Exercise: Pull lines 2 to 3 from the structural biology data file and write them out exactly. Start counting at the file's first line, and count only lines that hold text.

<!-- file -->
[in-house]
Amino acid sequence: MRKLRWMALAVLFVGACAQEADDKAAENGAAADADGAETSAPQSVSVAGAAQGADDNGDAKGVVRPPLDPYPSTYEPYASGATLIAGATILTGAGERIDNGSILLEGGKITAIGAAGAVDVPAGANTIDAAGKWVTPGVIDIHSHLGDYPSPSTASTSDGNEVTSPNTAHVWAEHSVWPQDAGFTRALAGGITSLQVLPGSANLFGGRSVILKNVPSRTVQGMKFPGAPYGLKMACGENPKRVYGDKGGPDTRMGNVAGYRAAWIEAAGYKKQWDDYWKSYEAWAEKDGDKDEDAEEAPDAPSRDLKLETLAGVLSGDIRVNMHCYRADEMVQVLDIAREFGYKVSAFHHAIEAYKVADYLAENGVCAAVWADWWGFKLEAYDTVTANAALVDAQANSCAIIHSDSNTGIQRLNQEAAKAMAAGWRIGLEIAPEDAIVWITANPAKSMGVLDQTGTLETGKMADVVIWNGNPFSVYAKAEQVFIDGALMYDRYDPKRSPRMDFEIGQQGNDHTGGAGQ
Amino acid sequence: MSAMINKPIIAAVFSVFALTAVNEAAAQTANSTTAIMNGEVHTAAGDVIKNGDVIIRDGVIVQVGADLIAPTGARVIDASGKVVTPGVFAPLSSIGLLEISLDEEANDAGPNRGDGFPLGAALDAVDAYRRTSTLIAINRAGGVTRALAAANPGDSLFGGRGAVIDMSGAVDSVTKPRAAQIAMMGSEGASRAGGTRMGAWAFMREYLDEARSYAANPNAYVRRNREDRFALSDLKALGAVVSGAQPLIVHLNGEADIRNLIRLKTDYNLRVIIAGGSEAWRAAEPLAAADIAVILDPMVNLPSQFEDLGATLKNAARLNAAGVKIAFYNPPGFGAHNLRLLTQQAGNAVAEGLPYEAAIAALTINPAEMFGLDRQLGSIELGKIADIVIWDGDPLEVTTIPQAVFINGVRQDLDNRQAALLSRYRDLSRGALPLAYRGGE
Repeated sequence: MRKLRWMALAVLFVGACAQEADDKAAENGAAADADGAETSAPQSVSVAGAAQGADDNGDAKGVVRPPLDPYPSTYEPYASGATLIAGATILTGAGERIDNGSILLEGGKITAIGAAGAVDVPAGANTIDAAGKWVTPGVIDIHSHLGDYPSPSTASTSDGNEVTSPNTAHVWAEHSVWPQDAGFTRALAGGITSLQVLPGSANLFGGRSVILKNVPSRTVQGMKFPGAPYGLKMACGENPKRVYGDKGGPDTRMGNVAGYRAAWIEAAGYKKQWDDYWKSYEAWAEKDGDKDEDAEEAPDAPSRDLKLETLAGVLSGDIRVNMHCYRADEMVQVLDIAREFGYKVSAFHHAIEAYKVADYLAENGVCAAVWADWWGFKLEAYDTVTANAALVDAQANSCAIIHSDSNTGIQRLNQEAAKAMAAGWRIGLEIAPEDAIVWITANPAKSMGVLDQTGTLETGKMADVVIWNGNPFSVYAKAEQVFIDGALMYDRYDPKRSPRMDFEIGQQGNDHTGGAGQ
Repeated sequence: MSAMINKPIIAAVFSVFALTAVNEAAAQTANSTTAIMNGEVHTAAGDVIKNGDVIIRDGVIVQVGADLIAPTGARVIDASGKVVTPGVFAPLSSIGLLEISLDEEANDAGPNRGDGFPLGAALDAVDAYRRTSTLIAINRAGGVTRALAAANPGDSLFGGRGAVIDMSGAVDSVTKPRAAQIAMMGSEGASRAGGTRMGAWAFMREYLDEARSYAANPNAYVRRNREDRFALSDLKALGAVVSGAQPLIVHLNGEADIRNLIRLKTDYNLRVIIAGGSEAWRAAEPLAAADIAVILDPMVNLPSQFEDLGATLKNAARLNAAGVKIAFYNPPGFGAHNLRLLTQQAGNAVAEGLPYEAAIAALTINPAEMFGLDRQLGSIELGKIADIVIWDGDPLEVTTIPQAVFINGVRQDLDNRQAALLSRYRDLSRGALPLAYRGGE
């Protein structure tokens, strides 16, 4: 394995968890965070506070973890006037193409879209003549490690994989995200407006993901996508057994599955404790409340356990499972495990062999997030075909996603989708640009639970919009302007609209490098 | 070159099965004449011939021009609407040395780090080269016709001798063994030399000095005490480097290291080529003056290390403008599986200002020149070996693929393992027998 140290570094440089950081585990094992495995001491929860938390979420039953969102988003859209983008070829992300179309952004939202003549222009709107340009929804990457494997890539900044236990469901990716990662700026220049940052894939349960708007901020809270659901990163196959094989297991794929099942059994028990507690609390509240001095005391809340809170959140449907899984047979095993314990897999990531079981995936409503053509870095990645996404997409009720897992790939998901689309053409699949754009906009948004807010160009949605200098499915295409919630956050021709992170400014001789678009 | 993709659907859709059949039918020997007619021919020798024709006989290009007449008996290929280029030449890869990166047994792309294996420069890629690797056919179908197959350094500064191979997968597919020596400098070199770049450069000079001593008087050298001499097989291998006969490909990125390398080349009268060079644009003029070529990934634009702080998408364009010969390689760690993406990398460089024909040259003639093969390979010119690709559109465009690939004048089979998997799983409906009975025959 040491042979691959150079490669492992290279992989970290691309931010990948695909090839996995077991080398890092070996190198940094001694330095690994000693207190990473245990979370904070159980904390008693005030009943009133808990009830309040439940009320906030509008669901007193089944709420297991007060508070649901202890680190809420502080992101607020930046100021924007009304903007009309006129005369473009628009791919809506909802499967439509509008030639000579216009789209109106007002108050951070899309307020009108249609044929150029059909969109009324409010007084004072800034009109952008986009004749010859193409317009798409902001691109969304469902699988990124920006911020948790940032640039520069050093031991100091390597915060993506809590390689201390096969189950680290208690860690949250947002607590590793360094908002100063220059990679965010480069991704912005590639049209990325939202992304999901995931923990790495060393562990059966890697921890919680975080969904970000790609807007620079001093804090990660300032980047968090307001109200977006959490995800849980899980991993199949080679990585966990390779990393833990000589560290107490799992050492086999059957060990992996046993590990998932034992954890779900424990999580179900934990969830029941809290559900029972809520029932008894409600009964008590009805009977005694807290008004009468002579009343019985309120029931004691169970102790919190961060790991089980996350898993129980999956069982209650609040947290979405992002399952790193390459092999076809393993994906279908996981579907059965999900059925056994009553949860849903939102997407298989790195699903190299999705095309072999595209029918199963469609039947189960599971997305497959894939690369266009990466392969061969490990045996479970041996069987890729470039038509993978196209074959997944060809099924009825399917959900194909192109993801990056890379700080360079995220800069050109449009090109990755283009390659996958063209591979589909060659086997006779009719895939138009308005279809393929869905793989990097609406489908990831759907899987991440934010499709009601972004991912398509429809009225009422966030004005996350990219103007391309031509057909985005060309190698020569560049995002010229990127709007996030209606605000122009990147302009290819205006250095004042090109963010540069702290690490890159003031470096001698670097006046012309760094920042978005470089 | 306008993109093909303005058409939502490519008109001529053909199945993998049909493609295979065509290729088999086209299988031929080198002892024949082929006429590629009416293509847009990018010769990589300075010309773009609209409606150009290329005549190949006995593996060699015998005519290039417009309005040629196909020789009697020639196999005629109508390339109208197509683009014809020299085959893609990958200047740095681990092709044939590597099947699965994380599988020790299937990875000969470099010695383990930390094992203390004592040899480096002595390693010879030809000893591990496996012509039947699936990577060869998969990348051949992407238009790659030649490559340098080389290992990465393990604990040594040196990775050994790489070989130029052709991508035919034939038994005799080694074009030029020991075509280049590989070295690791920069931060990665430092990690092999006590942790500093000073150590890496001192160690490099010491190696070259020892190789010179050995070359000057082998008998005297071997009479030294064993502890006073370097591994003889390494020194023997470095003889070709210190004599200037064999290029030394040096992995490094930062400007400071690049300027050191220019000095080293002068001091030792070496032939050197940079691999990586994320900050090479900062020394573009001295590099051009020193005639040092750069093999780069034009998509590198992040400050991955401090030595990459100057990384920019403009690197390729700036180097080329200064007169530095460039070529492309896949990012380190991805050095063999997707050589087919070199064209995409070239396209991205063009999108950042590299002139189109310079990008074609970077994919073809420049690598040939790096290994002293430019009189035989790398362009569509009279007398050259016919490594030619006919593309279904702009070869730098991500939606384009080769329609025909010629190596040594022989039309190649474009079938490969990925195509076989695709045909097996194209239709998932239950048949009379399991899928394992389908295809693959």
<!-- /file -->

Amino acid sequence: MRKLRWMALAVLFVGACAQEADDKAAENGAAADADGAETSAPQSVSVAGAAQGADDNGDAKGVVRPPLDPYPSTYEPYASGATLIAGATILTGAGERIDNGSILLEGGKITAIGAAGAVDVPAGANTIDAAGKWVTPGVIDIHSHLGDYPSPSTASTSDGNEVTSPNTAHVWAEHSVWPQDAGFTRALAGGITSLQVLPGSANLFGGRSVILKNVPSRTVQGMKFPGAPYGLKMACGENPKRVYGDKGGPDTRMGNVAGYRAAWIEAAGYKKQWDDYWKSYEAWAEKDGDKDEDAEEAPDAPSRDLKLETLAGVLSGDIRVNMHCYRADEMVQVLDIAREFGYKVSAFHHAIEAYKVADYLAENGVCAAVWADWWGFKLEAYDTVTANAALVDAQANSCAIIHSDSNTGIQRLNQEAAKAMAAGWRIGLEIAPEDAIVWITANPAKSMGVLDQTGTLETGKMADVVIWNGNPFSVYAKAEQVFIDGALMYDRYDPKRSPRMDFEIGQQGNDHTGGAGQ
Amino acid sequence: MSAMINKPIIAAVFSVFALTAVNEAAAQTANSTTAIMNGEVHTAAGDVIKNGDVIIRDGVIVQVGADLIAPTGARVIDASGKVVTPGVFAPLSSIGLLEISLDEEANDAGPNRGDGFPLGAALDAVDAYRRTSTLIAINRAGGVTRALAAANPGDSLFGGRGAVIDMSGAVDSVTKPRAAQIAMMGSEGASRAGGTRMGAWAFMREYLDEARSYAANPNAYVRRNREDRFALSDLKALGAVVSGAQPLIVHLNGEADIRNLIRLKTDYNLRVIIAGGSEAWRAAEPLAAADIAVILDPMVNLPSQFEDLGATLKNAARLNAAGVKIAFYNPPGFGAHNLRLLTQQAGNAVAEGLPYEAAIAALTINPAEMFGLDRQLGSIELGKIADIVIWDGDPLEVTTIPQAVFINGVRQDLDNRQAALLSRYRDLSRGALPLAYRGGE